Make a portable leather Chess set with minimal tools and experience!
My buddy John helped me with this one. Thanks, bro!
Step 1: Tools and Supplies
A hammer or mallet
Razor blades/utility knife
1/2 inch round punch(feel free to try different sizes and shapes)
Letter & number punch set (or some way to mark pieces)
Leather edge beveler
Small paint brushes
Pen and sharpie marker
2 pieces of differently colored leather scraps, about the size of your hand.
1 piece of leather that you can get an eight inch square from
Acrylic paints in various colors, I used black white and dark yellow. Your leather colors will affect your pallet choices.
Step 2: Punch Pieces
Using your round punch and hammer, punch 16 pieces from both of your smaller leather scraps. We wound up dropping and losing several of our pieces, as well as missing a punch or two, so if you can, a few extra pieces of each color wouldn't hurt!
Step 3: Add Piece Markings!
We used a letter and number stamping kit to mark each piece as follows:
& for King(1 of each color)
Q for Queen(1 of each color)
B for Bishop(2 of each color)
K for Knight(2 of each color)
R for Rook(2 of each color)
P for Pawn(8 of each color)
We used K for Knight and "&" for King because we didn't want to confuse pieces. We had thought about using k for both then adding a secondary marking for the King, but decided to make the King stand out by making him the only non alphabet piece.
Step 4: Add Some Flair! or Don't...
As we were I using black leather for one set of pieces, the stamped letters didn't really stand out. You may not have this problem depending on leather and tooling choices you make, though.
We did try using some rub n buff type paste on the stamps to get the letters to show, but that didn't work. I mean, there was silver in the letters, but also on the rest of the leather, the tool, my hands... If you find a way to make it work let me know.
Step 5: Add a Little Color
Acrylic paint was our answer. I would drop some on a finger tip, and smear it down into the letter, then my buddy would wipe it gently with a damp paper towel. DO NOT apply all the paint then go back and try to wipe down the pieces. We did that be black pieces and it gave the paint time to soak into the grain, so we had to scrub the whole piece clean and repaint. We actually managed to mangle a piece or two, and wound up having to replace then. On the green pieces we did the "fill and wipe" and they turned out MUCH better.
Step 6: Make a Big Square!
This was the most difficult part for me, because I had to make a bunch of long, straight, square lines and cuts. Take your time, check all your math, double check your layout BEFORE you cut.
To make the Chess board, use "Math and other Dark Arts" to determine how big you want your board to be. I used a1/2 punch for my pieces, so I drew a 3/4 inch square and a 1 inch square on a piece of paper and dropped in a couple of pieces. I preferred the look of the 3/4 inch square.
I then went into a deep trance and spoke with the spirits and they told me that the play field would need to be 6 inches across(8*0.75=6). I then added 2 inches for a 1 inch boarder on each side. So I needed a square piece of leather 8 inches wide in each direction.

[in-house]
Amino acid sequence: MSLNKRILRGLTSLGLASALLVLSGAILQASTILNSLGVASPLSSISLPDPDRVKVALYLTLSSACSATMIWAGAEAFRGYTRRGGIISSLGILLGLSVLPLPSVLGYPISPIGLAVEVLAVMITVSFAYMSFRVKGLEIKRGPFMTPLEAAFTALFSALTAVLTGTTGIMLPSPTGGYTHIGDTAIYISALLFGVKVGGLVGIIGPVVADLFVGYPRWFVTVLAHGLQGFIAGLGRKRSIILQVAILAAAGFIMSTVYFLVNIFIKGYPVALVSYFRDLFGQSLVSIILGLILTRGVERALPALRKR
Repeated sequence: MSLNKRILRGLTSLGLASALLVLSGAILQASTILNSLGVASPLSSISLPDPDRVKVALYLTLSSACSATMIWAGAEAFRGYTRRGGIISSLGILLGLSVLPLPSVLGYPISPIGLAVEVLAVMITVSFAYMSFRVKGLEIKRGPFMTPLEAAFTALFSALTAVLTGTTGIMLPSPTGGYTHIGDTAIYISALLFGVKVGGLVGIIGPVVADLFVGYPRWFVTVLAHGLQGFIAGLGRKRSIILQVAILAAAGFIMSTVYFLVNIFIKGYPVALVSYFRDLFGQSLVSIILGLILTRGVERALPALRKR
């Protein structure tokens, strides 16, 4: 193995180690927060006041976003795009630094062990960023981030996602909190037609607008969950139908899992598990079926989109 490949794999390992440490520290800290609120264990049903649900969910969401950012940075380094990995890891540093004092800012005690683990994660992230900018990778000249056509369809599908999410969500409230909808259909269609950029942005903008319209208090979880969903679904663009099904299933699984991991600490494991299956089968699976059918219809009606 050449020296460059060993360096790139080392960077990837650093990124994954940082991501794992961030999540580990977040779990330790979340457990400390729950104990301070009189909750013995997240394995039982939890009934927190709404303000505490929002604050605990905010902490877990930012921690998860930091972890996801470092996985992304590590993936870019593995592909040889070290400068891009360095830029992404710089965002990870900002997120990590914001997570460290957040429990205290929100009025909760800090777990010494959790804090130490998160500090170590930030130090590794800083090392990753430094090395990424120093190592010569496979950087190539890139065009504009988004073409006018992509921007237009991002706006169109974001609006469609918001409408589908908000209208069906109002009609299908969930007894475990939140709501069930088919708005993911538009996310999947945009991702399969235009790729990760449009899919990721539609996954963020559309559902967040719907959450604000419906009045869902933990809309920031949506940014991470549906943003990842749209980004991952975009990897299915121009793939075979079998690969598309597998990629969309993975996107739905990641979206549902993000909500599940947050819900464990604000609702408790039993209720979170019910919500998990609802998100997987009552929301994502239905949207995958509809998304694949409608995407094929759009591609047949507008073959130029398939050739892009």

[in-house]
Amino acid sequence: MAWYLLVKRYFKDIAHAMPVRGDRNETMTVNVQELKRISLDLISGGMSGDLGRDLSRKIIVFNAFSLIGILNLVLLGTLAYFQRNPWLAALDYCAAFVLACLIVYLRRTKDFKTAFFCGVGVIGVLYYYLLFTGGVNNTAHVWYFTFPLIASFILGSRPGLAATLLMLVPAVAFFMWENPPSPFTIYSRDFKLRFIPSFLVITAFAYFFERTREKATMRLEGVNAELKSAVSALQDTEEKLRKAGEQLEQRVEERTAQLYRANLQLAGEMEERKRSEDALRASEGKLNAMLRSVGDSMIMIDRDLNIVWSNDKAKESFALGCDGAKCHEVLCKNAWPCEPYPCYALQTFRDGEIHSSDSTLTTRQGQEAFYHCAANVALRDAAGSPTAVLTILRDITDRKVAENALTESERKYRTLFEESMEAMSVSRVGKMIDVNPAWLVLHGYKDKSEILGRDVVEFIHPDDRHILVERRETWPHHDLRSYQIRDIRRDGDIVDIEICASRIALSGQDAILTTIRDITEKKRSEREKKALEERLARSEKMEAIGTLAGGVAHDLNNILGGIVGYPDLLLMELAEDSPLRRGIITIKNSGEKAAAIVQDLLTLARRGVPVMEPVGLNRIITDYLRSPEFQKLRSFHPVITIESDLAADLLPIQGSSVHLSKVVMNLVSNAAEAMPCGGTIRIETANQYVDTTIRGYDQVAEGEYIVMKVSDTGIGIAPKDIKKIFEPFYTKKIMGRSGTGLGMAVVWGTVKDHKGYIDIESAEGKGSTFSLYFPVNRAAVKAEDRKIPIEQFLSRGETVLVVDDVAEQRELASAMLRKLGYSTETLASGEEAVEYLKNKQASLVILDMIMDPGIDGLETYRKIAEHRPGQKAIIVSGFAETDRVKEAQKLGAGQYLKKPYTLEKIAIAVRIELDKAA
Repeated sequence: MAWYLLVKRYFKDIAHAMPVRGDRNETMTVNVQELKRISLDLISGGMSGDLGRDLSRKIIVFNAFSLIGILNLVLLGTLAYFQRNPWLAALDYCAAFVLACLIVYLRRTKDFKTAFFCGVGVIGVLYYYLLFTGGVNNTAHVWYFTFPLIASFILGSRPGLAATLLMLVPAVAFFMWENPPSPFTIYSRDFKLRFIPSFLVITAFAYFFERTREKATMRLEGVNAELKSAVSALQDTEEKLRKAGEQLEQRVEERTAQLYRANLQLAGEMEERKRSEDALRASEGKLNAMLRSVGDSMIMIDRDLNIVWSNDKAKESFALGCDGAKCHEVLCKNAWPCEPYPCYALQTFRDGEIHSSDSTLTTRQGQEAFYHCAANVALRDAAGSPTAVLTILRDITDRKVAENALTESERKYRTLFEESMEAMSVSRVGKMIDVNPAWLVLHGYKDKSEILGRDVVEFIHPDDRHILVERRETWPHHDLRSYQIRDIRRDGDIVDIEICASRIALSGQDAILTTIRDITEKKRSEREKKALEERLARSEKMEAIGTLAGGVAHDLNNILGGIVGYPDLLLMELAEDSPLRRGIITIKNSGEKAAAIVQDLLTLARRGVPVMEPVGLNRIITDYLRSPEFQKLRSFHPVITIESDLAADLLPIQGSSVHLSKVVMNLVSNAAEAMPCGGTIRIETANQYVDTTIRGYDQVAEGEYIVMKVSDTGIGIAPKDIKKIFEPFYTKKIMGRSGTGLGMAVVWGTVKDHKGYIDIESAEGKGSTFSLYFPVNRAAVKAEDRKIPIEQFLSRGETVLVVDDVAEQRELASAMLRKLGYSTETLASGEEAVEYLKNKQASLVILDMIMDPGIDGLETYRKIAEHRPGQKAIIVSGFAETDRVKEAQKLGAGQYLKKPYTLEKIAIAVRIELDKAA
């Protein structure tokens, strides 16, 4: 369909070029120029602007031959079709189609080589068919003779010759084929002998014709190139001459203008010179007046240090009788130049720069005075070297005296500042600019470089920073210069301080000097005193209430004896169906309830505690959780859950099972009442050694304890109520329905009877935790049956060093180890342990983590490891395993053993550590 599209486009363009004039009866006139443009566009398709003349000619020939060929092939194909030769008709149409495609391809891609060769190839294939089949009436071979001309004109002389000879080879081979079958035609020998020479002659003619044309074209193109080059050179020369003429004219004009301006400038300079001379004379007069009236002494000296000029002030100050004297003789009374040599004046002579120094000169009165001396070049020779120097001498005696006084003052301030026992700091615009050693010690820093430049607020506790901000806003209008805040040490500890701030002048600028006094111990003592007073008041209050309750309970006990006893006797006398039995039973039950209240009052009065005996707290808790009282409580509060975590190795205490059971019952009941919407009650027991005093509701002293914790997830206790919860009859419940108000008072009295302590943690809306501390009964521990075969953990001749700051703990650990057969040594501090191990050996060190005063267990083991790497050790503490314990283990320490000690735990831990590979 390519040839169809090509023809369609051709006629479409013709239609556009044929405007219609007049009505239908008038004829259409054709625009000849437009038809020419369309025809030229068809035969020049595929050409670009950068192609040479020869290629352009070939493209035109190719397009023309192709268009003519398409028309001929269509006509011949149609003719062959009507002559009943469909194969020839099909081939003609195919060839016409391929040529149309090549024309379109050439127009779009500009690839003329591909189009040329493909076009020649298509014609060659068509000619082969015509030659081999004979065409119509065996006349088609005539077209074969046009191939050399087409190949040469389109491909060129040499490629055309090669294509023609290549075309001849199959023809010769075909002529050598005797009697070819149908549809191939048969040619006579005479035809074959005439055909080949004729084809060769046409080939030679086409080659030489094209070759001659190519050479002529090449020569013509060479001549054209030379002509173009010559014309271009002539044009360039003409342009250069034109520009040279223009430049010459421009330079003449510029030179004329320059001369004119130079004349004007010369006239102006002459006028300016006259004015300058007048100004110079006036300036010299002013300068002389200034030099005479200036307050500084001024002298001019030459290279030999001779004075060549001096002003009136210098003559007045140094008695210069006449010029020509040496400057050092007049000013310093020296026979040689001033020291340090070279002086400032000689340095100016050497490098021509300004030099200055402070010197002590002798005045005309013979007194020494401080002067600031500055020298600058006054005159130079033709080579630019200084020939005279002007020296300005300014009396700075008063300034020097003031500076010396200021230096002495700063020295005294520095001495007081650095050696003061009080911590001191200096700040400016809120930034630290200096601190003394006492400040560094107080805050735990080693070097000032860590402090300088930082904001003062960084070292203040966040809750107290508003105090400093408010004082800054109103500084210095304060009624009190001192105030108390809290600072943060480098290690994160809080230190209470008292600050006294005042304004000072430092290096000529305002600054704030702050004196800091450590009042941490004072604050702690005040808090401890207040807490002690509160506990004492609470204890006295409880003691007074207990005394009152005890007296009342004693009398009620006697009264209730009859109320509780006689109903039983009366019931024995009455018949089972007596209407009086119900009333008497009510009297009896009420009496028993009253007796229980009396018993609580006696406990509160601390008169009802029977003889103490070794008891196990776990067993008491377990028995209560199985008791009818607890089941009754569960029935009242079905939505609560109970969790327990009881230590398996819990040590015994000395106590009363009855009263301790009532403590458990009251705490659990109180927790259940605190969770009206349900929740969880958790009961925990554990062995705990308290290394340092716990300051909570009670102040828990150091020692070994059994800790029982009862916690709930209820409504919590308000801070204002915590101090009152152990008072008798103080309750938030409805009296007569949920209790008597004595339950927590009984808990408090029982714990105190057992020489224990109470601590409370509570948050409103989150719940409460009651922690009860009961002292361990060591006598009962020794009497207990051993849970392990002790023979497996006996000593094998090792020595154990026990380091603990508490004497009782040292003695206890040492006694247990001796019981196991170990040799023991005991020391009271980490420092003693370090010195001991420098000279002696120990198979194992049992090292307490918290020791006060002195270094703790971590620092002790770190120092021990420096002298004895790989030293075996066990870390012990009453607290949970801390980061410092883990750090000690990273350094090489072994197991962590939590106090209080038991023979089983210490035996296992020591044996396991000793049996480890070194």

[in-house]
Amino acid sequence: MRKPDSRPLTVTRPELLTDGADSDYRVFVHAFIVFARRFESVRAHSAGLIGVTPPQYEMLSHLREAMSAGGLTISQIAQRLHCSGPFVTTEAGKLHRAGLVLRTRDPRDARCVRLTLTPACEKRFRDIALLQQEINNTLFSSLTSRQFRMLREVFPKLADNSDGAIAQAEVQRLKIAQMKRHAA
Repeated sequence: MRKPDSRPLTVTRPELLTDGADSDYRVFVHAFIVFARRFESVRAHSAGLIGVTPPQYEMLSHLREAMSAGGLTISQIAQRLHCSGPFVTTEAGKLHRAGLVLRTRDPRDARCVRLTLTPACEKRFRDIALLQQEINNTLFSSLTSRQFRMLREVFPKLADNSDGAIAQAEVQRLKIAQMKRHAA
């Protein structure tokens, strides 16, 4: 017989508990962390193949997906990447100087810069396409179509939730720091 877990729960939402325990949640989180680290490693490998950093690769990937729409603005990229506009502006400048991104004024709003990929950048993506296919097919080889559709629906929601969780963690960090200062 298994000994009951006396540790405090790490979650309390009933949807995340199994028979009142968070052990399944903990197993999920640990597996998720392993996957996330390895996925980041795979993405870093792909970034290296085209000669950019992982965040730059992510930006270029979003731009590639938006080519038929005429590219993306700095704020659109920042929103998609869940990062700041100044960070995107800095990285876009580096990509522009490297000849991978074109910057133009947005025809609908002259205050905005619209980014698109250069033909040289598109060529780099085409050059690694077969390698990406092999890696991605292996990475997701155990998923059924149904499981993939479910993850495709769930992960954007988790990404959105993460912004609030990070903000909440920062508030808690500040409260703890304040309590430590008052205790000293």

I grabbed a razor knife and a metal ruler and started by trimming one edge of my large leather piece into a straight line. I then used the ruler to measure 8 inches from my straight edge in two spots, marking them with a pen. I used my ruler to draw a line between the two points, double checked it was 8 inches from the straight edge, then cut along that line using a ruler as a straight line guide, and a razor knife.
I then used a speed square to make a line perpendicular to one of my freshly cut edges, using my ruler to make it 8 inches long. I cut along that line to make a third straight edge, then repeated the steps to get a parallel line eight inches away. I made the final cut and now had a square of leather 8 inches on each side.
Step 7: Make 64 Much Smaller Squares!
I used my ruler to mark a 1 inch boarder all around my play mat. I then made a series of lines every 3/4 inch along two parallel edges, inside my 1 inch boarder. Once I had them laid out, I rotated the piece 90 degrees and repeated.
So many squares!
Step 8: Breathing Room
I decided to add a little separation and texture to the board by making a groove between each square. I used my metal ruler and a leather edge beveler to make some grooves along the lines I drew in the previous step. I know this is not the correct tool, but I don't have a groove tool yet, so I'm doing what I can with what I got.
Step 9: Add Some More Color
I now had my squares laid out and the board grooved. I needed to make every other square dark(I was using light leather, if you're using dark leather, make your squares lighter) I used a pencil to mark which squares I would paint, so I wouldn't make permanent mistakes. Then I painted each marked square with black acrylic paint and a small brush. I managed to mess up a bunch, so take your time.
I had used painters tape on the edge to protect the boarder, and I should have done the same to the board, but I'm lazy and impatient sometimes.
Learn from my failures.
After the paint dried I used a sharpie to go along the grooves and make the edges of the squares a little more well defined. Chess board achieved!
Step 10: Tada! Chess Set!
Now all you have to do is play! My buddy is going to make a case for it, so I can keep it in my backpack!
Thanks for reading!